You are looking at  1-9 of 9 results  for:

  • Twentieth-Century Art x
  • Fashion, Jewellery, and Body Art x
  • Interior Design and Furniture x
Clear All

Article

Suzanne Tise

Descriptive term applied to a style of decorative arts that was widely disseminated in Europe and the USA during the 1920s and 1930s. Derived from the style made popular by the Exposition Internationale des Arts Décoratifs et Industriels Modernes held in Paris in 1925, the term has been used only since the late 1960s, when there was a revival of interest in the decorative arts of the early 20th century. Since then the term ‘Art Deco’ has been applied to a wide variety of works produced during the inter-war years, and even to those of the German Bauhaus. But Art Deco was essentially of French origin, and the term should, therefore, be applied only to French works and those from countries directly influenced by France.

The development of the Art Deco style, or the Style moderne as it was called at the time, closely paralleled the initiation of the 1925...

Article

Michèle Lavallée

[Fr.: ‘new art’]

Decorative style of the late 19th century and the early 20th that flourished principally in Europe and the USA. Although it influenced painting and sculpture, its chief manifestations were in architecture and the decorative and graphic arts, the aspects on which this survey concentrates. It is characterized by sinuous, asymmetrical lines based on organic forms; in a broader sense it encompasses the geometrical and more abstract patterns and rhythms that were evolved as part of the general reaction to 19th-century historicism. There are wide variations in the style according to where it appeared and the materials that were employed.

Art Nouveau has been held to have had its beginnings in 1894 or 1895. A more appropriate date would be 1884, the year the progressive group Les XX was founded in Belgium, and the term was used in the periodical that supported it, Art Moderne: ‘we are believers in Art Nouveau’. The origin of the name is usually attributed to ...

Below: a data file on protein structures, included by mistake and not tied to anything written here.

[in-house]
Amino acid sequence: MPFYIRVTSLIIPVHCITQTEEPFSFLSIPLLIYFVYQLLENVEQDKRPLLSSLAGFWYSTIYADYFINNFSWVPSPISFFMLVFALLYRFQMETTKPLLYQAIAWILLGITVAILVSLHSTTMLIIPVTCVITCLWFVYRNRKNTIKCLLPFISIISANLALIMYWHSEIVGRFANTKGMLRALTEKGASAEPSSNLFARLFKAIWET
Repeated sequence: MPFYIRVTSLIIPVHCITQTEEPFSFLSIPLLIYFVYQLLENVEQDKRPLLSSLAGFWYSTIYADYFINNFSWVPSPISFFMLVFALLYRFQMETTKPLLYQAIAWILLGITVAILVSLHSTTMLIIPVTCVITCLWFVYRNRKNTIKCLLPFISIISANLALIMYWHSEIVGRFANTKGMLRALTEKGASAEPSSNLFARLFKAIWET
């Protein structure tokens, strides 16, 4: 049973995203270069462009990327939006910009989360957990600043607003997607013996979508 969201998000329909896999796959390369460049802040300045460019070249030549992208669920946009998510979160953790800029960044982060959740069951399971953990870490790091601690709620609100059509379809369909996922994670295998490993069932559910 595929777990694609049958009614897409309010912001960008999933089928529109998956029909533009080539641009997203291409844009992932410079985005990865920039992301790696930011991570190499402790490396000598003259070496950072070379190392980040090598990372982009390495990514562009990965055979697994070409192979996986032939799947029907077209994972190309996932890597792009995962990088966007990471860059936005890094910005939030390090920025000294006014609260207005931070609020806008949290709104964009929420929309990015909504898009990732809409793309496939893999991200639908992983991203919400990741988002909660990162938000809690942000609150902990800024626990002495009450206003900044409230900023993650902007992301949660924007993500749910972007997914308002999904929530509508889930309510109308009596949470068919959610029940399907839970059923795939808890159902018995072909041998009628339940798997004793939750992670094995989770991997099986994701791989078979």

Article

Alan Crawford

Informal movement in architecture and the decorative arts that championed the unity of the arts, the experience of the individual craftsman, and the qualities of materials and construction in the work itself.

The Arts and Crafts Movement developed in the second half of the 19th century and lasted well into the 20th, drawing its support from progressive artists, architects and designers, philanthropists, amateurs, and middle-class women seeking work in the home. They set up small workshops apart from the world of industry, revived old techniques, and revered the humble household objects of pre-industrial times. The movement was strongest in the industrializing countries of northern Europe and in the USA, and it can best be understood as an unfocused reaction against industrialization. Although quixotic in its anti-industrialism, it was not unique; indeed it was only one among several late 19th-century reform movements, such as the Garden City movement, vegetarianism, and folksong revivals, that set the Romantic values of nature and folk culture against the artificiality of modern life....

Article

(b Venarcy, Côte-d’Or, Jan 2, 1854; d Dijon, Sept 26, 1945).

French sculptor, jeweller and furniture designer. He studied at the Ecole des Beaux-Arts in Dijon and then, in 1874, under François Jouffroy and Paul Dubois (ii) at the Ecole des Beaux-Arts in Paris. He first exhibited at the Salon de la Société des Artistes Français in 1876 with his bust of an architect called Belot (Dijon, Mus. B.-A.) and in 1877 he came second in the Prix de Rome. In 1879 he was awarded a second-class medal for his plaster sculpture Ismael (Châlons-sur-Marne, Mus. Mun.) and in 1881 he won a first-class medal for the marble St John the Baptist (Paris, Mus. d’Orsay). He travelled in Italy from 1882 to 1883 and later visited Spain and Morocco on a travel scholarship. In 1889 he ceased exhibiting at the Salon de la Société des Artistes Français and instead exhibited at the recently established Salon de la Société Nationale des Beaux-Arts. He worked primarily in bronze but also in ivory, silver and gold, and produced some jewellery. His sculptures were mainly inspired by religious and mythological subjects executed in a highly finished academic style (e.g. ...

Article

Michael Spens

Reviser Carla Tilghman

(b Toronto, Feb 28, 1929).